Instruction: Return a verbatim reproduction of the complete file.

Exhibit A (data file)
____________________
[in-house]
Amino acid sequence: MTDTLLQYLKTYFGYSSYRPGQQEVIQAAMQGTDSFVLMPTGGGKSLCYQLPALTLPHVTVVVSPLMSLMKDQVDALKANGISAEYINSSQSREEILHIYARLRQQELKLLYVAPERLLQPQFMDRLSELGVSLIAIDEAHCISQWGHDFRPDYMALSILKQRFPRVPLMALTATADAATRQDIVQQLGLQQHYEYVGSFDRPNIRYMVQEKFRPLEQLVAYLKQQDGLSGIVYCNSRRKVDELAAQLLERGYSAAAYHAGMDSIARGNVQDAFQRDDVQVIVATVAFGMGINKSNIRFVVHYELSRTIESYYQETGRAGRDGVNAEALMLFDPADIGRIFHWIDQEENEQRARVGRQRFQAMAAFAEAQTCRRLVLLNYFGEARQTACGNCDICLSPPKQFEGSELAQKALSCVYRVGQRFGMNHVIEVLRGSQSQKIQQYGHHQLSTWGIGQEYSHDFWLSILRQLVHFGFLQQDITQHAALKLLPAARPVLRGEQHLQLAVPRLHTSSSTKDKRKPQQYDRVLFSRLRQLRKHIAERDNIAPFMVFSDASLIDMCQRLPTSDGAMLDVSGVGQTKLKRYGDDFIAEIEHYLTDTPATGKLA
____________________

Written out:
[in-house]
Amino acid sequence: MTDTLLQYLKTYFGYSSYRPGQQEVIQAAMQGTDSFVLMPTGGGKSLCYQLPALTLPHVTVVVSPLMSLMKDQVDALKANGISAEYINSSQSREEILHIYARLRQQELKLLYVAPERLLQPQFMDRLSELGVSLIAIDEAHCISQWGHDFRPDYMALSILKQRFPRVPLMALTATADAATRQDIVQQLGLQQHYEYVGSFDRPNIRYMVQEKFRPLEQLVAYLKQQDGLSGIVYCNSRRKVDELAAQLLERGYSAAAYHAGMDSIARGNVQDAFQRDDVQVIVATVAFGMGINKSNIRFVVHYELSRTIESYYQETGRAGRDGVNAEALMLFDPADIGRIFHWIDQEENEQRARVGRQRFQAMAAFAEAQTCRRLVLLNYFGEARQTACGNCDICLSPPKQFEGSELAQKALSCVYRVGQRFGMNHVIEVLRGSQSQKIQQYGHHQLSTWGIGQEYSHDFWLSILRQLVHFGFLQQDITQHAALKLLPAARPVLRGEQHLQLAVPRLHTSSSTKDKRKPQQYDRVLFSRLRQLRKHIAERDNIAPFMVFSDASLIDMCQRLPTSDGAMLDVSGVGQTKLKRYGDDFIAEIEHYLTDTPATGKLA